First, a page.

The thick description of a local culture at a specific point in time can be compared–and Geertz did–to early Michel Foucault’s notion of the épistemé, but with caution. Certainly thick description sounds like the Foucauldrian archive. Although Foucault rejected a seamless diachronic view of cultural progress, he still examines cultures over time, albeit time disrupted and ruptured. Nevertheless, Foucault’s Archaeology of Knowledge (1969) suggested that gaps and lacunae in knowledge need to be expected and accepted, making the inevitable “thinness” of “thick description” understandable. Geertz thought in terms of “cultural texts” or public texts that are representational and durable. In Local Knowledge he stated,

The key to the transition from text to text analogue, from writing as discourse to action as discourse, is, as Paul Ricour has pointed out, the concept of “inscription:” the fixation of meaning.

Any art historian laboring in historical archives is aware that the most careful collection of primary sources can produce only a product that looks like a sponge—more of less thick and full of holes, like Swiss cheese. While Geertzian method is obviously consequential to a historian working within a Panofsky-esque framework, several questions come up. First, art historians could be more precisely classified by working method. Anyone attempting to recreate an archive of a dead culture is traveling into the past—“a foreign country”–as David Lowenthal expressed it, and is thus working as an anthropologist. Whether or not one wants to boldly go where Baxendall goes, that researcher is more precisely a cultural historian, working though Panofsky to Geertz, recreating a thick, ultimately semiotic, description. Panofsky stated that

Every historical concept is obviously based on the categories of space and time…The cosmos of culture, like the cosmos of nature is a spatiotemporal structure…the succession of steps by which the material is organized into a natural or cultural cosmos is analogous, and the same is true of the methodological problems implied by this process. The first step is, as has already been mentioned, the observation of natural phenomena and the examination of human records. Then the records have to be “decoded” and interpreted, as must the “messages from nature” received by the observer. Finally the results have to be classified and coordinated into a coherent system that “makes sense.”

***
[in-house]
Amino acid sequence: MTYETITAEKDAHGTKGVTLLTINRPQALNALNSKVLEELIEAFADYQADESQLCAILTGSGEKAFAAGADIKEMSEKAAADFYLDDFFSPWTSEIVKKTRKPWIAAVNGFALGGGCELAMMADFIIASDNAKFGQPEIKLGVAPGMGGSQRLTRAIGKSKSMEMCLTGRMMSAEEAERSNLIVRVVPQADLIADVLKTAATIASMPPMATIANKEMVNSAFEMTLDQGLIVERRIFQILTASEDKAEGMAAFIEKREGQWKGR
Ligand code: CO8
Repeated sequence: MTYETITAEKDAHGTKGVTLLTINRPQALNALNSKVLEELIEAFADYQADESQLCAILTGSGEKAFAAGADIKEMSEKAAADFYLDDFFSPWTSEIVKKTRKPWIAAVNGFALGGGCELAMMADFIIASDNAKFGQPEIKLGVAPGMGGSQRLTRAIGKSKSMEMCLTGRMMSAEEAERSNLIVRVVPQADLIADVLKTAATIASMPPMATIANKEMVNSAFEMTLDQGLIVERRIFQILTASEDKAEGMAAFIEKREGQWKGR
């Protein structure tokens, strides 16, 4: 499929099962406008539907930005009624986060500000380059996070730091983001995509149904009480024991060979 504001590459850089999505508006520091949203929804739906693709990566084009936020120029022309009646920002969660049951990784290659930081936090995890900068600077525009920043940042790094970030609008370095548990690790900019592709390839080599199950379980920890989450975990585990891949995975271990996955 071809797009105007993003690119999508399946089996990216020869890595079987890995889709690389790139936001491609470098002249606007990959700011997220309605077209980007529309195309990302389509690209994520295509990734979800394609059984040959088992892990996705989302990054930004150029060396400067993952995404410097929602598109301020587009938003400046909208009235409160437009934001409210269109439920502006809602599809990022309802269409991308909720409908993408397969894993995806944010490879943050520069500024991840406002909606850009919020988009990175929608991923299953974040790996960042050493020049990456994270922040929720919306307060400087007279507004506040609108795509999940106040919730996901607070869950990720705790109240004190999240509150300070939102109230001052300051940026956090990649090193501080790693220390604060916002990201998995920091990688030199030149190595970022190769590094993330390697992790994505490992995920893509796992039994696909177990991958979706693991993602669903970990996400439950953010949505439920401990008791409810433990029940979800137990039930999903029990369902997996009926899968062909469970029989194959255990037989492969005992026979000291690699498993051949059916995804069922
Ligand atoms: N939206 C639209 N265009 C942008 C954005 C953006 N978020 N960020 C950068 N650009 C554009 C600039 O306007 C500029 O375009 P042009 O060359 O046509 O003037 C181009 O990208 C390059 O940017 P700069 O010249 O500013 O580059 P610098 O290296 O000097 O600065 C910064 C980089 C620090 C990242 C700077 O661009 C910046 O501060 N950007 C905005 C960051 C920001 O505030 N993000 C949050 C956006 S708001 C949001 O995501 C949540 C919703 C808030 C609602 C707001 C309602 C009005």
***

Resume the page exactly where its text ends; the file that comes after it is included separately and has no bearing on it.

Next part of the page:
The combination of history and semiotics has attracted the attention of the New Historicists to Clifford Geertz, but what of the oxymoronic contemporary art historians? The Geertzian method removes the false dichotomy between fine and popular art—that much is obvious—but his method also breaks the confines of visual culture and transforms the historian into a cultural observer, into an anthropological watcher, who investigates and records and describes–like Honoré Balzac. As with any good researcher, all preconceived ideas, all assumptions, all theories, all hoped-for outcomes must be abandoned at the entrance of the project. For example, a study of contemporary museum practices is not Geertzian, when those practices are critiqued. A simple, careful, and methaphorically rich thick description of the cultural conditions should suffice. Clifford Geertz did not do systems analyses, for he is seeking a culture’s episteme of which the system is merely a symptom of a particular mode of thinking.

Geertzian methodology suggests that art historians need to research further afield, outside of the presumed arena of art history, if s/he wants do produce a “thick description.” A “thick description” replaces formalism, connoisseurship, and all other narrow viewpoints, with a broad cultural perspective re-created out of Wittgensteinian “bundles of family resemblances.” In “The State of the Art,” Geertz remarked that